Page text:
I have done some digging on what the OPTION (FAST XXX) query hint does inside a SELECT statement and I'm still confused about it. According to MSDN:

Specifies that the query is optimized for fast retrieval of the first number_rows. This is a nonnegative integer. After the first number_rows are returned, the query continues execution and produces its full result set.

For me that does not make much sense but basically the query can get the first XXX rows really fast then the rest at normal speed?

The Microsoft Dynamics query that got me thinking on this is:

select pjproj.project,pjproj.project_desc,pjproj.customer,pjproj.cpnyid
from pjproj WITH (NOLOCK)
where project like  '%'
order by project OPTION(FAST 500)

Can anyone explain exactly what this query hint is doing and its advantage over not using it?


A FAST N will tell SQL Server to generate an execution plan with quickly returning the number of rows defined as N.

Note that the estimates will be as per the N since you are telling sql server to retrieve N rows as fast as possible.

e.g. running below query with fast 500:

-- total rows : 19972
 SELECT [BusinessEntityID]
  FROM [AdventureWorks2012].[Sales].[vPersonDemographics]
  order by BusinessEntityID
  option (fast 500)

Est vs Actual rows with option (fast 500)

enter image description here

Est vs Actual rows without option (fast 500)

enter image description here

A use case would be when an application is doing caching (load large amount of data in background) and wants to show the user a slice of data as quickly as possible.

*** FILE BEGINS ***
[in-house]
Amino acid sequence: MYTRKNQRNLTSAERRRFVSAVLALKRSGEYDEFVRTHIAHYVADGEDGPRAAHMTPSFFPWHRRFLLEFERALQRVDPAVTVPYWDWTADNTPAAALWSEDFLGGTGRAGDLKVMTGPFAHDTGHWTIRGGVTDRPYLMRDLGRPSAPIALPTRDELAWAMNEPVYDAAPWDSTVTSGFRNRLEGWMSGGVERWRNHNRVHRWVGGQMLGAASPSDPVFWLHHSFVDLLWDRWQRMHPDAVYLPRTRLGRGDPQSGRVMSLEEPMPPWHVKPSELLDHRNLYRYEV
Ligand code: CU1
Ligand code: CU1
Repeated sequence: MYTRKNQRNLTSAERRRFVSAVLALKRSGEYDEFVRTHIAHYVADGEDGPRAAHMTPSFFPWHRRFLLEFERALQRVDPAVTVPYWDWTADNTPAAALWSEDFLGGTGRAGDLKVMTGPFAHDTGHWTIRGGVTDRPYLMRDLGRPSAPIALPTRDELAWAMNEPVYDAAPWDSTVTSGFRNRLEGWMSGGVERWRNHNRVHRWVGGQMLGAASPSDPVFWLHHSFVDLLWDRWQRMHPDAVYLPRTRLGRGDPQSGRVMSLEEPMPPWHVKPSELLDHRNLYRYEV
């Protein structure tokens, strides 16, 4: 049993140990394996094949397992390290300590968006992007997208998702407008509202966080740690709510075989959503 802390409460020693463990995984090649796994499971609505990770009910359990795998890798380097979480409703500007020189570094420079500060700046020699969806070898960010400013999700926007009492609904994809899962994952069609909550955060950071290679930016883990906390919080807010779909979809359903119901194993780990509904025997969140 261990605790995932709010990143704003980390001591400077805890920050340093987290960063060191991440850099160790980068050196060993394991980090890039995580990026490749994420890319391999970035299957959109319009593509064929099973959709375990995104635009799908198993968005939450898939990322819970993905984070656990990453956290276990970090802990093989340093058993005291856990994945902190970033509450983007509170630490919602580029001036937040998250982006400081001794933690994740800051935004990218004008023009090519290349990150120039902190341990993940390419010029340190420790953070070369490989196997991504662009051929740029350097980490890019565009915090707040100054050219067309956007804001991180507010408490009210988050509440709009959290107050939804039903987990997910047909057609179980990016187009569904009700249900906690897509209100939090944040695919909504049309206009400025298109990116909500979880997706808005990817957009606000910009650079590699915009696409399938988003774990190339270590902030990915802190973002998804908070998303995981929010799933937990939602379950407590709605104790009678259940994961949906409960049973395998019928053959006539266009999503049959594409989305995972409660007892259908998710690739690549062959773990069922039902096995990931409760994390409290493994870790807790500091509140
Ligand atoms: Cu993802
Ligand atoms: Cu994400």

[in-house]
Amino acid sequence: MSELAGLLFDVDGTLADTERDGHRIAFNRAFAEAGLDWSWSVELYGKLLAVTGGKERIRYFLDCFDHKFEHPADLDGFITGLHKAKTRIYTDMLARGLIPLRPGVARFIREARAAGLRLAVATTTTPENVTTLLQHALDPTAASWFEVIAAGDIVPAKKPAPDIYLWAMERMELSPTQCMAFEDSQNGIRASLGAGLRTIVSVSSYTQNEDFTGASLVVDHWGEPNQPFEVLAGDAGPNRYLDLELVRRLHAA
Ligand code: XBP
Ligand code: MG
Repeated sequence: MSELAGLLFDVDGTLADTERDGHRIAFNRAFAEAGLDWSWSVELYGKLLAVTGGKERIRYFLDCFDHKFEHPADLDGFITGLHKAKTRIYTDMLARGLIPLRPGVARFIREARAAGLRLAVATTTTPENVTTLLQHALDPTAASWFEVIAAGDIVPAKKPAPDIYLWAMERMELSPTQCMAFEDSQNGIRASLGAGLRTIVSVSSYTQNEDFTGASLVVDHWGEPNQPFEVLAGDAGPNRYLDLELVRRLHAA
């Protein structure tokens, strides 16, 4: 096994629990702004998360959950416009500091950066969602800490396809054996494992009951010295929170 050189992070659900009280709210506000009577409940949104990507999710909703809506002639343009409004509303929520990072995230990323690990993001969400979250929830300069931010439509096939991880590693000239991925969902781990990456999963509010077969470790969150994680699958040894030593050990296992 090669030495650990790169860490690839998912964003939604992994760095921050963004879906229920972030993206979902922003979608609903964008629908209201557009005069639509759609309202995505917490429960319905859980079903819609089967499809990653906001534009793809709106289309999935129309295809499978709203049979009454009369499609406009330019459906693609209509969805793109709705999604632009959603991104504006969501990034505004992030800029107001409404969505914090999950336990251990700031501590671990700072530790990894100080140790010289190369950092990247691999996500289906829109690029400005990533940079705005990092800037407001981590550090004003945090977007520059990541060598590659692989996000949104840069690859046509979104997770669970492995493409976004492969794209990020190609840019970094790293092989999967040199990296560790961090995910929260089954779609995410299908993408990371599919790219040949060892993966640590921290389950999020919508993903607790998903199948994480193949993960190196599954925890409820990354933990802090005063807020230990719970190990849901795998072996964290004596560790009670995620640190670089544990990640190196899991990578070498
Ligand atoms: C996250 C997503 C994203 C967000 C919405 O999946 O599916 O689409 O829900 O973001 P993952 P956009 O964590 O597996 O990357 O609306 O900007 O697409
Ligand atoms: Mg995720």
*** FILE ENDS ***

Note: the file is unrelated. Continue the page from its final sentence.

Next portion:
Another interesting use case is in SSIS land that Rob Farley describes using FAST N as a catalyst speeding up the data retrieval.

By adding this hint, it felt like a magic wand had been waved across the query, to make it run several times faster.

See Remus Rusanu's answer as well.


When you use this query hint OPTION(FAST n) the optimizer picks an execution plan that can return that amount of records in the fastest way possible. Normally, the optimizer tries to decide on a path that can efficiently return the complete resultset. So, if you want a set of rows to come back quickly, you could possibly use this to retrieve them, but in most cases, using this hint will cause the complete result set to come back slower versus letting the optimizer use a plan to do so.

Just to elaborate on a use case: you may have two fairly large tables that you need to join together, but you know there's a only smaller set of data that you need to work with out of one of them. In this case, using FAST over a larger table without having to create additional indexes/overhead could help instead of lettings SQL create a giant hash table in the background.


I stumbled upon the same question a couple of years ago when investigating performance issues in Dynamics AX. Following Microsoft's explanation, I could see a different execution plan triggered by the hint and this corresponds to the other answers given here.

With the hint, SQL Server tries to find an execution plan that allows a sort of streaming of results, as they come out of a nested loop for instance, instead of an execution plan that requires all records to be read (and potentially sorted) before being output.

The only issue in my case is that SQL server always took (numerous) minutes to return the results when using the hint, whereas the query returned results (the whole result set) in a matter of seconds without the hint... not quite what was expected. I'd personnally use this hint with great caution, and not systematically on all forms like in our Dynamics environment (well, not anymore).

So, to answer the OP: like many hints, it doesn't necessarily help improving the query like it is supposed to do (so... test, test, test!)

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